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Winning the Power Struggle


The conflict over how to resolve the medical liability crisis is as much a fight over access to healthcare as it is a power struggle between the legal and medical professions.

Physicians want to practice free of spurious lawsuits and excessive malpractice premiums. Lawyers -- both those who sue physicians and those who defend them -- want the lucrative medical malpractice market maintained.

Earlier this year, physicians won limited victories in a few state legislatures, and scored big PR points with physician strikes. But lawyers represent a commanding majority in the Congress and state legislatures. Victory by physicians over lawyers will not come easily.
Fortunately, the medical profession has a secret weapon: the one-to-one relationship between physician and patient.

The level of trust between patients and physicians provides the opportunity for physicians to serve as an "important conduit of anecdotes and horror stories," according to Harris Interactive, a worldwide market research firm. Harris' studies conclude that physicians are a major force shaping public opinion and, ultimately, healthcare policy.

In the 1990s physicians across the country badmouthed managed care so much that it alarmed the public and prompted changes in laws covering mandated health insurance benefits. It did not happen overnight. But as Harris research shows, where there exists a high degree of trust, physicians share their opinions on healthcare with their patients, who spread the word. Ultimately legislators react.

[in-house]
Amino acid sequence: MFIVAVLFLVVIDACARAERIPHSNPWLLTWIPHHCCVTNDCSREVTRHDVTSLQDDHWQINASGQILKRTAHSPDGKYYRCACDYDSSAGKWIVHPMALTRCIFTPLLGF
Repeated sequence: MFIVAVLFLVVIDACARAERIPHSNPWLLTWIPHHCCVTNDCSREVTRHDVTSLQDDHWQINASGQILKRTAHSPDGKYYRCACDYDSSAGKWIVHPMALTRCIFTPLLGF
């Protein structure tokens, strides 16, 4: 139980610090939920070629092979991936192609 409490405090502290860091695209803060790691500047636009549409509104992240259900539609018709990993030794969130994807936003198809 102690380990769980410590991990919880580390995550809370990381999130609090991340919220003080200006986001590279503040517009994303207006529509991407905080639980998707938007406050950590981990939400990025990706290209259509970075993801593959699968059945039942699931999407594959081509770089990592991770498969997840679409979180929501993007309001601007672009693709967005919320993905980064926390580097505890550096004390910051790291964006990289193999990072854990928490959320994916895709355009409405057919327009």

Earlier this spring the AMA launched a grassroots initiative in support of medical liability reform, organizing rallies and physician meetings with legislators. That certainly could be an important tactic in persuading lawmakers to support reform, but they generally reject change unless they see it having broad public support. If you are too busy to march or reluctant to contact your legislator there is something else you can do. Briefly explain to your patients how rising insurance premiums affect your ability to provide them with quality care.

Relying on the power of a quiet conversation between physicians and patients to change public opinion and healthcare policies may be neither fast nor efficient. But the power of those relationships could eventually change the law. The voice of constituents, repeated in phone calls, letters to editors, and other interactions, will resonate and grow with time.

Have a quiet conversation with your patients today.

Politics & Your Practice is written by Ken Karpay, JD, CMC, associate publisher of Physicians Practice and a management consultant. He can be reached at kkarpay@physicianspractice.com.

This article originally appeared in the May 2003 issue of Physicians Practice.

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